It has become an intellectual commonplace to claim that we have entered the era of 'post-modernity'. Three themes are embraced in this claim - the poststructuralist critique by Foucault, Derrida and others of the philosophical heritage of the Enlightenment, the supposed impasse of the High Modern art and its replacement by new artistic forms, and the alleged emergence of 'post-industrial' societies whose structures are beyond the ken of Marx and other theorists of industrial capitalism.
<i>Against Postmodernism</i> takes issue with all these themes. It challenges the idealist irrationalism of poststructuralism. It questions the existence of any radical break separating Post-modern from Modern art. And it denies that recent socio-economic developments represent any fundamental shift from classical patterns of capital accumulation.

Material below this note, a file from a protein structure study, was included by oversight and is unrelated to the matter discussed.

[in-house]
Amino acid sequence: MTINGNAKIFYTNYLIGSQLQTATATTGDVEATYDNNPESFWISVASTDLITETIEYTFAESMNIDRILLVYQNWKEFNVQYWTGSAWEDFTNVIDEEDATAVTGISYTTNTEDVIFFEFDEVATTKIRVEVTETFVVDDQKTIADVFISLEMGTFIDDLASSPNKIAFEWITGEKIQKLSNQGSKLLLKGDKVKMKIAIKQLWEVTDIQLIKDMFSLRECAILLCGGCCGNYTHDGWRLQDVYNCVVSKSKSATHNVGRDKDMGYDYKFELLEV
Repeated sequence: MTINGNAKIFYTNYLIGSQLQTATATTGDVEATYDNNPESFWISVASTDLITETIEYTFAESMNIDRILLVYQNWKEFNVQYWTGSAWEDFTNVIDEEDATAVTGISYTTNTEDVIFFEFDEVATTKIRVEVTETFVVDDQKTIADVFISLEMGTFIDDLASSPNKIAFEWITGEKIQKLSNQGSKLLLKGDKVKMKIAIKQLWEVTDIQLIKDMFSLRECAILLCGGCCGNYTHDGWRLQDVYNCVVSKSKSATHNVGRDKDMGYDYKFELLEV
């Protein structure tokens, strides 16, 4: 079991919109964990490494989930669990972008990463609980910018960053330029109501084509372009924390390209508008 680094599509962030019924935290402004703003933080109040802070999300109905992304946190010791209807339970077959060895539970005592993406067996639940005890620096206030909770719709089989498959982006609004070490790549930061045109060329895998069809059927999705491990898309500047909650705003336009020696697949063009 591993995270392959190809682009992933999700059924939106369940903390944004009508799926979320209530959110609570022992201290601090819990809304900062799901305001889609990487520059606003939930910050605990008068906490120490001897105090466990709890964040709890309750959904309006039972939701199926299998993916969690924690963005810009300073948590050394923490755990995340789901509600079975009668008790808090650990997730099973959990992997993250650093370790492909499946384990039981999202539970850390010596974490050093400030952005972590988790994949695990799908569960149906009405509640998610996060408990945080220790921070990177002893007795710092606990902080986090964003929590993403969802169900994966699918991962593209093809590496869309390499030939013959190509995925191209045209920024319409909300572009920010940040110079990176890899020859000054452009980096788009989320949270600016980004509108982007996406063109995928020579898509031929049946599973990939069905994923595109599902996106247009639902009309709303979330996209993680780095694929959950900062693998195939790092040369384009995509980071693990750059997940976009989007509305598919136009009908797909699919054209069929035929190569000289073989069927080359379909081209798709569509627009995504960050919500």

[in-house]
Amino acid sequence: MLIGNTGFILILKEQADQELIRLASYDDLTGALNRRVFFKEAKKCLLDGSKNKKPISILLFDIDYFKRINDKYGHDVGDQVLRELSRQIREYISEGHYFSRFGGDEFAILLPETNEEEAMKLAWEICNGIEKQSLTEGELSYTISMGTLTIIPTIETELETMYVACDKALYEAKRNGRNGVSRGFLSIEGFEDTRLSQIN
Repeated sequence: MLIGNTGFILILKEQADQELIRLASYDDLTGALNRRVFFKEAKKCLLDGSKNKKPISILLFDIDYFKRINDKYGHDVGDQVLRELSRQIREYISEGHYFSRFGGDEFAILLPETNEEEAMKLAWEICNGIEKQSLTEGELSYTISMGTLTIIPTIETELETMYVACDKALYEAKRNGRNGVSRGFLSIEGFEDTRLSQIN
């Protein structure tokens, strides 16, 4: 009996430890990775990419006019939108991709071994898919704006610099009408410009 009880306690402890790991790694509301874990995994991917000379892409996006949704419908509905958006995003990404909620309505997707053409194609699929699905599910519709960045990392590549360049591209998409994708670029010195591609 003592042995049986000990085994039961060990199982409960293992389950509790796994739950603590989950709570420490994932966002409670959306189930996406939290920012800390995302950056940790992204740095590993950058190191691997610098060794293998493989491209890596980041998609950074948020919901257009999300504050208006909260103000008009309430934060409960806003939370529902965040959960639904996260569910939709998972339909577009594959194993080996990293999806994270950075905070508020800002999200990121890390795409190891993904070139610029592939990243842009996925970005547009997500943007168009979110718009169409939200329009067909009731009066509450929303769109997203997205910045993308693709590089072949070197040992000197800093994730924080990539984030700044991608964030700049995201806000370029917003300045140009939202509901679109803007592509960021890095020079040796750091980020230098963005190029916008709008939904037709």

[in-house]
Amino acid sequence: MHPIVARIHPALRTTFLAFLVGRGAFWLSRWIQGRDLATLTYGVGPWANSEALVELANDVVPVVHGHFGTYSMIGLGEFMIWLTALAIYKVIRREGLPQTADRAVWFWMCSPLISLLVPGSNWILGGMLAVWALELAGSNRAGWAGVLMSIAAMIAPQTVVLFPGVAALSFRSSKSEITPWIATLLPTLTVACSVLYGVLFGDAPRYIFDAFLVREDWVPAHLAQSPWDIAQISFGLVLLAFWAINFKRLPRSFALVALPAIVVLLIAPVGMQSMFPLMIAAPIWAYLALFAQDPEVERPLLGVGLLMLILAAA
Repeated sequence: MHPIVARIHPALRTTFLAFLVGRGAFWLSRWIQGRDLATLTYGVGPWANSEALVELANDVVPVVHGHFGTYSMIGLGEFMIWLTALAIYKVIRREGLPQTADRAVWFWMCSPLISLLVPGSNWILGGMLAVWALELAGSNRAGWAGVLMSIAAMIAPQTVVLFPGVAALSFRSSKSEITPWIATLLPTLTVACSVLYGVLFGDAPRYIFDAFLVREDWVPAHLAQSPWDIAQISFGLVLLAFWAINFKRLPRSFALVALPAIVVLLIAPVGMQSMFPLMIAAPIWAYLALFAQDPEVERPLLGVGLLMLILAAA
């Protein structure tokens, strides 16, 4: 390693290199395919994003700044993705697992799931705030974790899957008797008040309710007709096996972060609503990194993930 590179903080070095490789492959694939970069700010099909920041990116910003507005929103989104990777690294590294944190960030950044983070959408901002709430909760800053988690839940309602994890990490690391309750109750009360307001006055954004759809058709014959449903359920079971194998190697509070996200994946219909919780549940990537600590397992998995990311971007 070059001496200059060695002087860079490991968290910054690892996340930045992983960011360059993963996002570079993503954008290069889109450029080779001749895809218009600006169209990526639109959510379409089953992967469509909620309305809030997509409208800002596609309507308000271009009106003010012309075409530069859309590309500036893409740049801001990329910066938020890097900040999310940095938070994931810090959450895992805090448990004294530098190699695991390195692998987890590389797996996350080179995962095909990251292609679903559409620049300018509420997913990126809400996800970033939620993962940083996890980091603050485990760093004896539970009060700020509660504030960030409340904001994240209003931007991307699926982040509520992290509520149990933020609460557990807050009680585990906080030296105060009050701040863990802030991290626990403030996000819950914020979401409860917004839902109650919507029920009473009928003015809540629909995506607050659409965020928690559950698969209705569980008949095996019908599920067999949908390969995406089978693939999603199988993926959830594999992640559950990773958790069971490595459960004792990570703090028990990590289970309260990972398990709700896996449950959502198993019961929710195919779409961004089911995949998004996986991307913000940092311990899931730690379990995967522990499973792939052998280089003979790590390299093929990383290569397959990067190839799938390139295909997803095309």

Drawing on philosophy and cultural history, <i>Against Postmodernism</i> takes issue with some of the most forthright critics of post-modernism - Jurgen Habermas and Frederic Jameson, for example. But it is most distinctive in that it offers a historical reading of these theories. Post-modernism, Alex Callinicos argues, reflects the disappointed revolutionary generation of '68, and the incorporation of many of its members into the professional and managerial 'new middle class'. It is best read as a symptom of political frustration and social mobility rather than as a significant intellectual or cultural phenomenon in its own right.